Gardens are for people and the pets they love. When you come home they are always happy to see you. Doesn't matter what kind of day it's been, they are there for you. So it stands to reason that we would want to make their little corner of the world as interesting and comfortable as we can.
I'm working with several homeowners right now that have dogs in the family. Their goal is to provide a dog-friendly landscape that is beautiful, safe and has enough mental stimulation to keep them occupied during the day. If you have a dog, here are some tips to remember.
Each dog is different. Banjo, a yellow lab owned by a friend, loves to play the fetching game with his favorite toy. He needs lots of exercise and objects to chew on. His yard has room to play and a box of toys that he can carry around in his mouth.
I'll need to consider several breed traits and personalities in a Ben Lomond garden that I'm updating. Sunny Boy is a timid pit bull mix who has bonded with Pippy, the cocker/doxie mix. Along with the beagle, Brandy, they all love to tunnel and chase each other. In this garden there will be a dog tunnel made from wire winding between plants. The plants will grow over the top and can be tied to form a roof. This way the dogs have a fun activity that comes naturally to them.
These owners also have a very old rescue chihauhua, Rico Suave, receiving hospice care for a brain tumor. He needs a quiet, private spot with warmth. In a out of the way spot, we are going to add several flagstone to soak up the heat of the sun where he can lay.
Creating a garden to meet your dogs needs is the best way to avoid future problems. Most dogs prowl the perimeter of their fence to investigate noises so instead of a plant border consider paving stones, gravel or mulched paths along the fenceline.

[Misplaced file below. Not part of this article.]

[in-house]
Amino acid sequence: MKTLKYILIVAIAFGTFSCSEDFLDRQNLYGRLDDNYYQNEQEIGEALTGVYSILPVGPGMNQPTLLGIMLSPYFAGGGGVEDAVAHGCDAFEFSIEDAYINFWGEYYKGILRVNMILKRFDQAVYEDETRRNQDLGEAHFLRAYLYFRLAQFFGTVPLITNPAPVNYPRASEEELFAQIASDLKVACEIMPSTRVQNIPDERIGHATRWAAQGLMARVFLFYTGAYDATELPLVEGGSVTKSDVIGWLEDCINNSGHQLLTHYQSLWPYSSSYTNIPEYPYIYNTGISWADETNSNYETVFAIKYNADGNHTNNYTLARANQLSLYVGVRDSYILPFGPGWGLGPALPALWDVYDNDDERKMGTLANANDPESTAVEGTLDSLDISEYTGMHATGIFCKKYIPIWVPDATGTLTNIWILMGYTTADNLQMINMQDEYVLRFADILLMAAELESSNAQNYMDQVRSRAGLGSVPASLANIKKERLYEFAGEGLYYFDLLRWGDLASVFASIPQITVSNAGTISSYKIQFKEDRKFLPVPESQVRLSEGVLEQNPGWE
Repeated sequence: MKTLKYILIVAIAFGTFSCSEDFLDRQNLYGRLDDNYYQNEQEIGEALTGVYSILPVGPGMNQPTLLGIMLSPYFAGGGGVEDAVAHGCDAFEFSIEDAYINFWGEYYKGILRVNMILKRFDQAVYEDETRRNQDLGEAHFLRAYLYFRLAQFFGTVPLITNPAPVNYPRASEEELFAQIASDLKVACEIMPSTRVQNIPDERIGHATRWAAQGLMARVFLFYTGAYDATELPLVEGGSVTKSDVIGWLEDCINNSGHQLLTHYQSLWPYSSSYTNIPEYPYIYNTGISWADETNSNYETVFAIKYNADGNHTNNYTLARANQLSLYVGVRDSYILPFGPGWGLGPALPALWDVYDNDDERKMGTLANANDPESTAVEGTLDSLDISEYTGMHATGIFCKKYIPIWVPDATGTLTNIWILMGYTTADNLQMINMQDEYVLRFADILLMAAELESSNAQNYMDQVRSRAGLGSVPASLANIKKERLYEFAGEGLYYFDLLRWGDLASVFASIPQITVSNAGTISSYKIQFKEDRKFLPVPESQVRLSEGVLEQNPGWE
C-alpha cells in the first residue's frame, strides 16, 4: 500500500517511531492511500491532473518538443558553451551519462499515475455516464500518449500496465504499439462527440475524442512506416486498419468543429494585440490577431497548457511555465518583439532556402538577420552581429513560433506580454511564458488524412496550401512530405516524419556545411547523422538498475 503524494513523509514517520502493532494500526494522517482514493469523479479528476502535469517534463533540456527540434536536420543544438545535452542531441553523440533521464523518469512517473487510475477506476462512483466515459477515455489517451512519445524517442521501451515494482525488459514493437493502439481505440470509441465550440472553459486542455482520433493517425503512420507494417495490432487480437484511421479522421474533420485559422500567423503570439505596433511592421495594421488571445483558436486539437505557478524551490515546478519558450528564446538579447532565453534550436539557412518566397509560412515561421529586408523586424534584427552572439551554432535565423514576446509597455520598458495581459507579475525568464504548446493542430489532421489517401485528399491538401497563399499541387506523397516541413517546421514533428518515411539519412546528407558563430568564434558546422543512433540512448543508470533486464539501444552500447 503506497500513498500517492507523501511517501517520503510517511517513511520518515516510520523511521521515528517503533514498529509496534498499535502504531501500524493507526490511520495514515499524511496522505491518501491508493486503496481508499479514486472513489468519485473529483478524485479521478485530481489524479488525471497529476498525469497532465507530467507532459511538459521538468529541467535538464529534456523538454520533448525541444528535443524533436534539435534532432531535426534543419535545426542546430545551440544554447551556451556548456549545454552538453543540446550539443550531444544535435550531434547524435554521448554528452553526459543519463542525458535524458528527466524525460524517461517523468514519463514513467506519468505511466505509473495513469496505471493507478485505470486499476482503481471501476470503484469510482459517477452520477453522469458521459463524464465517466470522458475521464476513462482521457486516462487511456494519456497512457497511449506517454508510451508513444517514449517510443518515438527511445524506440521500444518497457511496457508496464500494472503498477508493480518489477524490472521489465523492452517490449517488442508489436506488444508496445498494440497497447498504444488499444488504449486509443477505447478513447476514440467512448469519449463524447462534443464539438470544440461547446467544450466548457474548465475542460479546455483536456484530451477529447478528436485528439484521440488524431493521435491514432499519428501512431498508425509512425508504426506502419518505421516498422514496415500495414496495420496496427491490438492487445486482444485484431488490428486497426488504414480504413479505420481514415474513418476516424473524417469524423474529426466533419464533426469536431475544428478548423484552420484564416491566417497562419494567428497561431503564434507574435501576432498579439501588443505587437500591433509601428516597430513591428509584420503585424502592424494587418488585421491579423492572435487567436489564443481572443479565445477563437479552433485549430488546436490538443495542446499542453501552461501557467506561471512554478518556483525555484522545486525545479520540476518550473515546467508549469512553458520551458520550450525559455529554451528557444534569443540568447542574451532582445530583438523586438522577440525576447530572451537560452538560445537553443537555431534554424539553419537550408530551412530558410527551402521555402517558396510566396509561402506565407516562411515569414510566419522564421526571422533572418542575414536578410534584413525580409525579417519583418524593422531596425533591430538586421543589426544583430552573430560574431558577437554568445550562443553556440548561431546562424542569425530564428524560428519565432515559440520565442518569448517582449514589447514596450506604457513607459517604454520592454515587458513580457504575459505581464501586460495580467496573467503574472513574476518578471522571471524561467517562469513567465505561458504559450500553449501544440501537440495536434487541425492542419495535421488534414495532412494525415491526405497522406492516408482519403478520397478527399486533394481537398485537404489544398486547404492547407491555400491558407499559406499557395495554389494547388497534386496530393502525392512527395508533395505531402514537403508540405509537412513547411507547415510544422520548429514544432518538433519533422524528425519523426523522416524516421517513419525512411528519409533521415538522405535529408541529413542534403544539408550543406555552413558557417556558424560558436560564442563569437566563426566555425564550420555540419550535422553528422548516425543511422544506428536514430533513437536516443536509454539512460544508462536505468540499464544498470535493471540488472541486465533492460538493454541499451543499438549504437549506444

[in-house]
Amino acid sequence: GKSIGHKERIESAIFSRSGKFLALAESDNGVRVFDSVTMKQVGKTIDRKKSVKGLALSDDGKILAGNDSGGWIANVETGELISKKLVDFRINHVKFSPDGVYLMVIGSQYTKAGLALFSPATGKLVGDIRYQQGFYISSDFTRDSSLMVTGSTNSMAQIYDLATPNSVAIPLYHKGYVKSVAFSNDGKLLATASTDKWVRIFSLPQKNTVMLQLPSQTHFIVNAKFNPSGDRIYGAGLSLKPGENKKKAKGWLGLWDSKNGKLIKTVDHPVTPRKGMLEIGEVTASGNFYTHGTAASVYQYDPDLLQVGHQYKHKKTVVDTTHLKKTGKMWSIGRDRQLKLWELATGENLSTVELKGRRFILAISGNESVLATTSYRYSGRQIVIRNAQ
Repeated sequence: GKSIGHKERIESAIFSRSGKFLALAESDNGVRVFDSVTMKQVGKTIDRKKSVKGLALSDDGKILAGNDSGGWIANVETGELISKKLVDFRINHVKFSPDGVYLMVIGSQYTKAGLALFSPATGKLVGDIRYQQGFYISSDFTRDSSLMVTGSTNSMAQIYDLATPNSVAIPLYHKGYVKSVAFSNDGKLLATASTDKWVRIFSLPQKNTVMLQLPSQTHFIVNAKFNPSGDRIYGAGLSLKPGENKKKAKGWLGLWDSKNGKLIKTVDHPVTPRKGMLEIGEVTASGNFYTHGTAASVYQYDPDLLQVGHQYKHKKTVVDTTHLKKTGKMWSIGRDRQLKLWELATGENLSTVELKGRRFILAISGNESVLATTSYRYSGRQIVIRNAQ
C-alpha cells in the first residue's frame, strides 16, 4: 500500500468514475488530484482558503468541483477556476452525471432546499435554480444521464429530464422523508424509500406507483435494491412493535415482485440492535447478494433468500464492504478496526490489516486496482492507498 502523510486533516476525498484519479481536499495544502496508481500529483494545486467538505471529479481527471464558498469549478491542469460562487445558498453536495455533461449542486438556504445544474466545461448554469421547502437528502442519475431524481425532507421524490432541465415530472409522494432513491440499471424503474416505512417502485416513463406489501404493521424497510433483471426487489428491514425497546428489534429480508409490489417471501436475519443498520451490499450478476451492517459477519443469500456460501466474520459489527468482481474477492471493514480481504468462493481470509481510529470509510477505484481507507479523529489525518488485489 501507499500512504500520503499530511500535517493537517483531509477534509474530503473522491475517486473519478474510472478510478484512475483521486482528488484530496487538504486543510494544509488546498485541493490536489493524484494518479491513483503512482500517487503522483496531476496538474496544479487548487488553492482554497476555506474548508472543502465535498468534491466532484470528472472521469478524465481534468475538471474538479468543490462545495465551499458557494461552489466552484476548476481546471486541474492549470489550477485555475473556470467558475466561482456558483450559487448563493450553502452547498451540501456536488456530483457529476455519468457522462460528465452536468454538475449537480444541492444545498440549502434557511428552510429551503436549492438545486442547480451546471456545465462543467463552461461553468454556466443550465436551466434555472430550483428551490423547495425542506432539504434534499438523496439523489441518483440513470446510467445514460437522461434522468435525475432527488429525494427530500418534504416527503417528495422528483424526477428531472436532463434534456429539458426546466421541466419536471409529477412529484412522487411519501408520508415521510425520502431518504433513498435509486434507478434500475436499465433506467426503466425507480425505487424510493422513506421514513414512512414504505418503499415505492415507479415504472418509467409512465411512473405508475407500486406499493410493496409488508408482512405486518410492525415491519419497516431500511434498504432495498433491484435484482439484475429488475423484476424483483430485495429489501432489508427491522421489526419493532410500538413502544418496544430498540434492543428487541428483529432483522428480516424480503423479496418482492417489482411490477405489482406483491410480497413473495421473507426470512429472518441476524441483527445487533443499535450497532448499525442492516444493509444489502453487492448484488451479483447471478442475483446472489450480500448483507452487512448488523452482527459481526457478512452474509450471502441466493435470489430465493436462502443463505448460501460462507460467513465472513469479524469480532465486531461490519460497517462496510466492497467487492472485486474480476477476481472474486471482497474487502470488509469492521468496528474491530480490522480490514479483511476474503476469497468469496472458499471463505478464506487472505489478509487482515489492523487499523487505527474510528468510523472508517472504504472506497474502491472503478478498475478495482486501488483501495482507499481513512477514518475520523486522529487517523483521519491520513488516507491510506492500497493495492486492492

If you dog is a digger like Brandy the beagle, create a special area in a shady spot where they can dig to their heart's content. The spot can be a sand pit or earth. Entice them to this area by burying a favorite toy or bone. They will return again and again to this one spot and not dig up your flower beds.
Picking plants is important in backyard landscaping with dogs especially if your dog naturally nibbles on greenery or berries. Some plants are lethal while others can cause illness or vomiting. I was surprised to see so many common plants on the ASPCA website that could cause problems. From carnations to primroses to geraniums, I'll be checking the list to make sure all my dog friends are safe.
Plants near paths should have soft foliage without thorns and spines which can cause eye injury. Brittle plants like salvia should be in the center where they'll be protected. Densely planted areas are usually avoided by dogs but planting in raised beds or mounds help, too. Pieces of driftwood placed at the front of a border will discourage them, too. Start with one gallon or larger plants that can stand up to a little roughhousing .
If your dogs have already created their own path through the garden, don't try to redirect them. Instead turn their well-worn routes into pathways covered with a mulch of small wood chips which are easy on paws yet large enough so they won't cling to fur coats.
Provide your dog with an area to relieve himself. Since you only have about 8 hours to water a spot after your dog goes on the lawn it's better to set aside a corner covered with pea gravel, cedar chips or flagstone and train your dog to go there. It's also a good idea to install marking posts like a piece of wood or log along a path.
Dogs can get bored in a space. Dog friendly gardeners incorporate barriers, arbors, pathways and raised beds to channel dog's energies to things they enjoy, like running and away from delicate plants and veggies.They also need places that provide shade like trees, arbors and pergolas. Eliminate weeds, especially foxtails, which can get in your dogs ears or be inhaled.
Keep theses tips in mind and both you and your dog will be happier for it.